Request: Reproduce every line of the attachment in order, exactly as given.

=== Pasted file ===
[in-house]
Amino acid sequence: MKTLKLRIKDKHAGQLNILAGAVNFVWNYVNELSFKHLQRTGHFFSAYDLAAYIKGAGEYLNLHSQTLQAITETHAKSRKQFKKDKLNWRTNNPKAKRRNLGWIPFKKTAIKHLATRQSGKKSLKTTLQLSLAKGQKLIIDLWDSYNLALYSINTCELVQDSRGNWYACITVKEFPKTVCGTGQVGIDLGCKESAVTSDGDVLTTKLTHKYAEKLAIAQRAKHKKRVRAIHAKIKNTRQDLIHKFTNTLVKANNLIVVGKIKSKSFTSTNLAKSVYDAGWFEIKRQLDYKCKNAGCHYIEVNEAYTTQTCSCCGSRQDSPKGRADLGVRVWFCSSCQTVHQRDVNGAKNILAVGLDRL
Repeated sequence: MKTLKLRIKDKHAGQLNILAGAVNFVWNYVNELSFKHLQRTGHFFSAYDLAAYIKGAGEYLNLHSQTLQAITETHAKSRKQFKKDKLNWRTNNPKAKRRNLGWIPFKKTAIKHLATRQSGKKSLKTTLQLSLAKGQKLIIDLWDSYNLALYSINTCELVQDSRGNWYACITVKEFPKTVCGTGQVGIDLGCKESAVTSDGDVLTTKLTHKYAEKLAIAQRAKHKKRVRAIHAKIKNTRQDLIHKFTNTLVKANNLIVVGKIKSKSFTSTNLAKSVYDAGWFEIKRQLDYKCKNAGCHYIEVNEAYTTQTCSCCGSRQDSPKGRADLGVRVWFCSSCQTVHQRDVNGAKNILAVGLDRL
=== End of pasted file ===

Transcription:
[in-house]
Amino acid sequence: MKTLKLRIKDKHAGQLNILAGAVNFVWNYVNELSFKHLQRTGHFFSAYDLAAYIKGAGEYLNLHSQTLQAITETHAKSRKQFKKDKLNWRTNNPKAKRRNLGWIPFKKTAIKHLATRQSGKKSLKTTLQLSLAKGQKLIIDLWDSYNLALYSINTCELVQDSRGNWYACITVKEFPKTVCGTGQVGIDLGCKESAVTSDGDVLTTKLTHKYAEKLAIAQRAKHKKRVRAIHAKIKNTRQDLIHKFTNTLVKANNLIVVGKIKSKSFTSTNLAKSVYDAGWFEIKRQLDYKCKNAGCHYIEVNEAYTTQTCSCCGSRQDSPKGRADLGVRVWFCSSCQTVHQRDVNGAKNILAVGLDRL
Repeated sequence: MKTLKLRIKDKHAGQLNILAGAVNFVWNYVNELSFKHLQRTGHFFSAYDLAAYIKGAGEYLNLHSQTLQAITETHAKSRKQFKKDKLNWRTNNPKAKRRNLGWIPFKKTAIKHLATRQSGKKSLKTTLQLSLAKGQKLIIDLWDSYNLALYSINTCELVQDSRGNWYACITVKEFPKTVCGTGQVGIDLGCKESAVTSDGDVLTTKLTHKYAEKLAIAQRAKHKKRVRAIHAKIKNTRQDLIHKFTNTLVKANNLIVVGKIKSKSFTSTNLAKSVYDAGWFEIKRQLDYKCKNAGCHYIEVNEAYTTQTCSCCGSRQDSPKGRADLGVRVWFCSSCQTVHQRDVNGAKNILAVGLDRL